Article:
I’m a week post-op from full knee replacement surgery (the big Sister to partial knee replacement) and learning to walk all over again.
I don’t know what I actually expected. Certainly not back to power walking 5 miles a day, but certainly not breaking a sweat shuffling the 20 steps down my hallway, white-knuckle grip on my brand-spanking new, matte black, rolling walker. My first clue should have been how impressed the physical therapist at the hospital was when I walked ten steps to my room door and back to bed
I’ve taken two showers in this first week. Granted, I was sitting down on my bath seat and grateful we have a hand-held shower head. I still need a chaperone nearby in case I can’t stand up on my own.
I am looking forward to my Amazon order of two new pair of compression hose like a kid looks forward to Christmas morning.
Yesterday morning, I was excited to put my pants on by myself (PJ bottoms are still pants!), excited that I was actually wearing pants for the first time in seven days. It was an awkward enterprise, Monty Python skit awkward, but I managed without falling over, and without busting my staples.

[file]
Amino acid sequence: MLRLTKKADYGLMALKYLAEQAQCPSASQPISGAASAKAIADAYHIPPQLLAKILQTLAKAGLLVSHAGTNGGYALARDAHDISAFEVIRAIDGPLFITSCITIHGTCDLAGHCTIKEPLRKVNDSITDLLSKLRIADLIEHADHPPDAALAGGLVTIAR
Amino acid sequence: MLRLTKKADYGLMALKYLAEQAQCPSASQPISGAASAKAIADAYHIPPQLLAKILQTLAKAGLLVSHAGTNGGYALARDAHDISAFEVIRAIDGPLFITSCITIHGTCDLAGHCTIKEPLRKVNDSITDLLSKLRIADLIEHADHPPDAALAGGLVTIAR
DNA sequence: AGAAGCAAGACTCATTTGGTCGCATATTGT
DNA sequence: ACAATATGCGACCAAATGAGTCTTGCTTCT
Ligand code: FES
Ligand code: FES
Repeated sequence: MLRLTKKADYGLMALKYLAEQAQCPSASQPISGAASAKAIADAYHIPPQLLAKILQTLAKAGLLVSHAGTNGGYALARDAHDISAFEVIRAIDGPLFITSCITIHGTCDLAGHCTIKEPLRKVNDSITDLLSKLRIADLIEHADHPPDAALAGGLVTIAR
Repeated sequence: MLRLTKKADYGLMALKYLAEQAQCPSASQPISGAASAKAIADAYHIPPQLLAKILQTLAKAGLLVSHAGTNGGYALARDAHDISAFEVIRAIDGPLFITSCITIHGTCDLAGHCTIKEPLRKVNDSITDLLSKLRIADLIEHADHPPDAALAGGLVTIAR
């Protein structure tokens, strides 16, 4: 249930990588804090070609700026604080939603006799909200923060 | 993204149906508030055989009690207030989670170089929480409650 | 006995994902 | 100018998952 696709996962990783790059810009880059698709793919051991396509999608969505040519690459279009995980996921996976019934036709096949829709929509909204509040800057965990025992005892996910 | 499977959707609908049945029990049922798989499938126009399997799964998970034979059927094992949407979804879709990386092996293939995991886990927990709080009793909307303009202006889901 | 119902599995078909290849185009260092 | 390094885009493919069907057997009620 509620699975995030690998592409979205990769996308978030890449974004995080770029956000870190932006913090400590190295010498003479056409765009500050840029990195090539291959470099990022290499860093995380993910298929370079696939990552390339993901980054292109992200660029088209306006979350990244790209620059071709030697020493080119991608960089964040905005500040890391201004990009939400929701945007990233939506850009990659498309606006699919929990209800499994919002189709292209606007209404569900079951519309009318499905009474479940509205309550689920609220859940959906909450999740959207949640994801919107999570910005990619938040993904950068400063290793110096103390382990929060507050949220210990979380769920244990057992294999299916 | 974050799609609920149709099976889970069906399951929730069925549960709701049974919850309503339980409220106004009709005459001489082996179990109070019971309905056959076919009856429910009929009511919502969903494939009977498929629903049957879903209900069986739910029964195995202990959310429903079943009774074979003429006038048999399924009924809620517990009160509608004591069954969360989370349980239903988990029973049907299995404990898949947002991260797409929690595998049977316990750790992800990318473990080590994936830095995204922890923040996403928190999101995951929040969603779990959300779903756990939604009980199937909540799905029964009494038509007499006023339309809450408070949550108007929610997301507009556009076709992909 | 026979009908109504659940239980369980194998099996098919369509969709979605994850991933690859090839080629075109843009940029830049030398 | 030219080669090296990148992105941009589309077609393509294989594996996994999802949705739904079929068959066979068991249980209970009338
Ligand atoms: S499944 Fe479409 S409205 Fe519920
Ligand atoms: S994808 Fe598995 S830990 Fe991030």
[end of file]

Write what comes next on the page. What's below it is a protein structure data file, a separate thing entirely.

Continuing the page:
The surgeons aren’t kidding when they tell you, you’ll have an impressive scar.
And yes, when the nurse came into my room the morning after surgery to change the dressing and asked if I wanted to take a picture, I did. Almost gleefully.
Don’t fret, I won’t post a photo here of the 12-inch column of metal sutures that run vertically down the middle of my knee. I sort of wanted her to leave it uncovered for a few minutes so I could gawk at it – a rubber-necking the train wreck sort of gawking. It was almost as if it wasn’t even my knee. That sensation was only bolstered by the fact that I couldn’t feel anything between my thigh and ankle. I’ve only now gained some of the feeling back in my leg.
A physical therapist comes to my house thrice a week and I do a plethora of PT exercises on my own EVERYDAY.
I also spend several hours a day on a Continuous Passive Motion machine. This motorized instrument of torture bends your healing knee for you when you can’t. I began with 40-degrees range of motion, to a little more than 70-degrees in about 5 days. To give some perspective, when you’re sitting down in a chair, feet flat to the floor, that’s 90-degrees.
I’m hoping to reach that goal by the time I return for my post-op follow-up next week. If I can, and if the doc thinks I’m stable enough on my feet, I graduate from my walker to a cane, then to walking on my own – pain-free.
Until then, until I am back to “normal”, I keep telling myself it will all be worth it.